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Dumaguete Cathedral Belfry

Posted by admin on July 28, 2006

The Dumaguete Belfry along Perdices Street (formerly Alfonso XIII Street) was used as a watchtower during the 19th Century to warn the inhabitants (by ringing the bells) of the then small fishing village of impending raids by marauding pirates from the south of the islands. From its top can be seen the island of Mindanao on the horizon (now obscured by trees and buildings).These raids were so rampant in the area during those times that this little fishing village came to be known as “Dumagit” or “Dagit” which means “kidnap” in the local Cebuano language. The Spanish authorities later adopted and restructured or “hispanized” the name to “Dumaguete”.

Submitted by Dindo Generoso
Overseas Filipino Council


4 Responses to “Dumaguete Cathedral Belfry”

  1. Corey said

    I’ve seen photos of this place and I knew its significance to Dumaguete. Yet, when I was there I never saw it! Actually, there were many sights in Dumaguete that I never made it to. Ahh, that’s what next time is for 😉

  2. rene b javellana, sj said

    Here’s some data on the Dumaguete tower that I have gathered.

    A four-storey ovoid tower supported by three buttresses. Made of coral, lime with brick facings it has arched and diamond-shaped windows. Repaired with cement and Mactan stones, a fourth storey clearly shows signs of repair. It is located beside, though separated from, the church, which was damaged during the World War II and subsequently lengthened with the addition of two bays and a facade.

    The Dumaguete tower shows signs of being constructed and repaired a number of times. Although the date of construction is generally claimed to be 1811, based on the assumption that the nearby church and tower were built together as attested by a stone marker at the entrance of the cathedral, other dates are given, namely, 1624 by José E. Marcó (1912) and ca. 1760s (Kasaysayan, 1998). Fray Mariano Bernad OAR, who was assigned to Dumaguete in 1866-67, 1880-91, and 1894-97 writes in Reseña historica de Dumaguete (1895) that the belltower was built upon one of four watchtowers that defended the church. “At the four corners of the fortification were constructed four strong towers of cut stone and lime mortar, well provided with artillery …for the purpose of defense. Today, nothing much remains of the towers, except the corner where there is a belltower constructed over the tower which stood there” (p. 11). The fortification was the handiwork of Fray José Manuel Fernandez de Septién, who administered Dumaguete from 1754 to 1776. He was also responsible for building a single-naved church to which transepts were added later, a convento well supplied with arms, and the two-meter tall perimeter wall that offered safety to the townspeople.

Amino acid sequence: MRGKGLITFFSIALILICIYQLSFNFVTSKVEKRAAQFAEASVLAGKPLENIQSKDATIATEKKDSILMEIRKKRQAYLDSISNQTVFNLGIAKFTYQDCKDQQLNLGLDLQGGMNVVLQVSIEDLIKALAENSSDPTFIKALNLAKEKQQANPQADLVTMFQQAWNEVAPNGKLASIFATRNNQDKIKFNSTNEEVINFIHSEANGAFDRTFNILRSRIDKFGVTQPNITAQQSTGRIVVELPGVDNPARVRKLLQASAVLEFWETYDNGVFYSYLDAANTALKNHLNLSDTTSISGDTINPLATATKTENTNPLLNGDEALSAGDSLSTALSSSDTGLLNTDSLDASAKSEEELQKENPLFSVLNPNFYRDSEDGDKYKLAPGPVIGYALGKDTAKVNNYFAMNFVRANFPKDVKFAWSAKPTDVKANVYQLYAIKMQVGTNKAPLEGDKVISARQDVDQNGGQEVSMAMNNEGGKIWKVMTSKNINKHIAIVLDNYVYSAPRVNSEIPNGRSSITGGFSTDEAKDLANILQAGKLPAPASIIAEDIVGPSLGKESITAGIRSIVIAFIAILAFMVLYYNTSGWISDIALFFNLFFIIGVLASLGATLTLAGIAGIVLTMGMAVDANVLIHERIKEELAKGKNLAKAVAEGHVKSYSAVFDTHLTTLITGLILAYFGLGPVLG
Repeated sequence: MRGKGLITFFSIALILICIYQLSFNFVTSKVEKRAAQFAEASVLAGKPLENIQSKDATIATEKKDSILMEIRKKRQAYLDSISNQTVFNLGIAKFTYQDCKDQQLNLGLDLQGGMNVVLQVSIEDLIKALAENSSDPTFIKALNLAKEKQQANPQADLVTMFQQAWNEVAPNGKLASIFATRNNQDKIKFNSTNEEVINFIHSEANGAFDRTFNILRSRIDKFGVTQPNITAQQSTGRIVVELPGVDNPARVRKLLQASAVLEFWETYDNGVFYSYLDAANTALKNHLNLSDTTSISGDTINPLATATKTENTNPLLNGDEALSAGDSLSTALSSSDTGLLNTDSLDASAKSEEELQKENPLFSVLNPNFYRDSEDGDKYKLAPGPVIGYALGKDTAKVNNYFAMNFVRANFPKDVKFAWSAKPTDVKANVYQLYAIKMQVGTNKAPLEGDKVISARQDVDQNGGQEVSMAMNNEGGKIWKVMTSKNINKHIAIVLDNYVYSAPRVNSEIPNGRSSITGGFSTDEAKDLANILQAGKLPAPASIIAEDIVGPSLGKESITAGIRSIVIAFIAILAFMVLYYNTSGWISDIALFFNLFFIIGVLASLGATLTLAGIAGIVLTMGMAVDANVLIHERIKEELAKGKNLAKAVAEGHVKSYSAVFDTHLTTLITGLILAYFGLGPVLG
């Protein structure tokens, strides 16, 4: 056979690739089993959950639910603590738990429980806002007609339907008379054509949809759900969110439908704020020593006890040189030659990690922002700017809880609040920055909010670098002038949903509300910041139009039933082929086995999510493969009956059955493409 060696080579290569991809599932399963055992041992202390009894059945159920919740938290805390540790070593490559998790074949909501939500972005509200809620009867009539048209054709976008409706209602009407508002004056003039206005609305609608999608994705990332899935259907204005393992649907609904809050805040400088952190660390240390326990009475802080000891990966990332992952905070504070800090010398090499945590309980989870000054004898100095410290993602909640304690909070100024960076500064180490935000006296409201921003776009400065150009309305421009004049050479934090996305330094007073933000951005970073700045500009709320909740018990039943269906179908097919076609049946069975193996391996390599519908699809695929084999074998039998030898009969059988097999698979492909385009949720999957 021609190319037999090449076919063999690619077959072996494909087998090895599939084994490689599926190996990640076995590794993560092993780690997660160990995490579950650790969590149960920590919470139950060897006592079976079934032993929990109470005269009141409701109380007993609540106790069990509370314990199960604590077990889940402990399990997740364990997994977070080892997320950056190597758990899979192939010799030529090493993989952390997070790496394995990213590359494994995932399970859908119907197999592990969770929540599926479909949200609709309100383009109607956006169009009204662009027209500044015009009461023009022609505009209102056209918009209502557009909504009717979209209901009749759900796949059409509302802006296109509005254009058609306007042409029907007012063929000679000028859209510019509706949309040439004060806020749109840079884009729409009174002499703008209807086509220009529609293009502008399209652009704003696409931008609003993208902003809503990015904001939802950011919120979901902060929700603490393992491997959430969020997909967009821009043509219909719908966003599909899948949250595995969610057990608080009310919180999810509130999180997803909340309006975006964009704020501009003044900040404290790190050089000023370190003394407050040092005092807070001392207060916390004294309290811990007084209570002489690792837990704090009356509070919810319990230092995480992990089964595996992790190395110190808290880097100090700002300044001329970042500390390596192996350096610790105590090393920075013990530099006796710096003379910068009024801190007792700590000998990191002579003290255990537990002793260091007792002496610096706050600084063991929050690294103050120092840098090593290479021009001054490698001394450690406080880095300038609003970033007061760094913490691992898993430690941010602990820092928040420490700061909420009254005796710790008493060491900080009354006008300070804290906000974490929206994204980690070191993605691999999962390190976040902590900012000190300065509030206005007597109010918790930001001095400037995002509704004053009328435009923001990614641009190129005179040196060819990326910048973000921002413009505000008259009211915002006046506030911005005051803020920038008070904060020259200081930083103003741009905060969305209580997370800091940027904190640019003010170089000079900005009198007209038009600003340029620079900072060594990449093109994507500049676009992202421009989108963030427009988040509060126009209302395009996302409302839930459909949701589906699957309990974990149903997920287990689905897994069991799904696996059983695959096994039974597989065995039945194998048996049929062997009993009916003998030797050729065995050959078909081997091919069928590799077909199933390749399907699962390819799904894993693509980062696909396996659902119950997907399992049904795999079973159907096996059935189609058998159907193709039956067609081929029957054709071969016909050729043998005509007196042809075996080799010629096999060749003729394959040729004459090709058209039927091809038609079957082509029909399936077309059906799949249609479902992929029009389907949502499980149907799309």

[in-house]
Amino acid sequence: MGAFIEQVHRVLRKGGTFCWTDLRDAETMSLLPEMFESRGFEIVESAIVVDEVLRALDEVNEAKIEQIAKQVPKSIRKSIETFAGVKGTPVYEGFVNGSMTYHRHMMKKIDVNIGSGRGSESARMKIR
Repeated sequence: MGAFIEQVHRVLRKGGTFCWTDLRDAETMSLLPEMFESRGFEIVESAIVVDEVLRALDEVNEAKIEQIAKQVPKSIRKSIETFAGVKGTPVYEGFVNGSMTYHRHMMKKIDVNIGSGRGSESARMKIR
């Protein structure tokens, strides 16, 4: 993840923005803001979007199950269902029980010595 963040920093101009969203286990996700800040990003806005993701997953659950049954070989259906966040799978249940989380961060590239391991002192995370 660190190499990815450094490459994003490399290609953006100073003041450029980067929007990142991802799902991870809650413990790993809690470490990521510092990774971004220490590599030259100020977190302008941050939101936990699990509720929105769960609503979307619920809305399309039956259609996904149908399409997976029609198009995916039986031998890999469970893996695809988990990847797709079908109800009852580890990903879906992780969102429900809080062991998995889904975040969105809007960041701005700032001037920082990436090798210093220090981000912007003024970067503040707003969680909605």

Fray Septién’s construction of defensive structures were catalyzed by the slaving raids that devastated Dumaguete and the surrounding towns in December 1722, May to June 1754, 1755 and 1756. The Cosas Notables de Dumaguete of 1855 onwards makes no mention of slaving raids, perhaps this is the reason why three of the watchtowers were razed and a portion of the wall by Calle Alfonso XIII was left to ruin.

    Fray Septién had constructed the first two levels of the watchtower in the 1760s, but it was during the administration of Fray Juan Felix de la Encarnación (1867-79) that the Dumaguete belltower took its present shape. Fray Encarnación added the third and fourth stories in the 1870s, and built buttresses to support the lower wall. Encarnación’s design allowed access to the first three stories, which were protected by railings. The fourth floor was capped by a dome, originally of galvanized iron but replaced by one of brick. This dome had a lateral egress by which workers could climb out to do repair work. The dome, locally known as bonete, literally a skull cap, was crowned with a weather vane.

    The tower was repaired in 1987 during the bishopric of Mgsr. Angel N. Lagdameo. A total of 125,000 pesos was spent to replace the staircase with one of reinforced concrete, strengthen the support of the dome, and replace missing stones with cut coral as in the original.

  3. […] Living in the province has its comforts and challenges. (Source: heritageconservation) […]

  4. Hi Father,

    Came across your reply upon doing some research on the belfry of Dumaguete for
    an info mural I am doing for the Diocese. I will be quoting your notes on the brief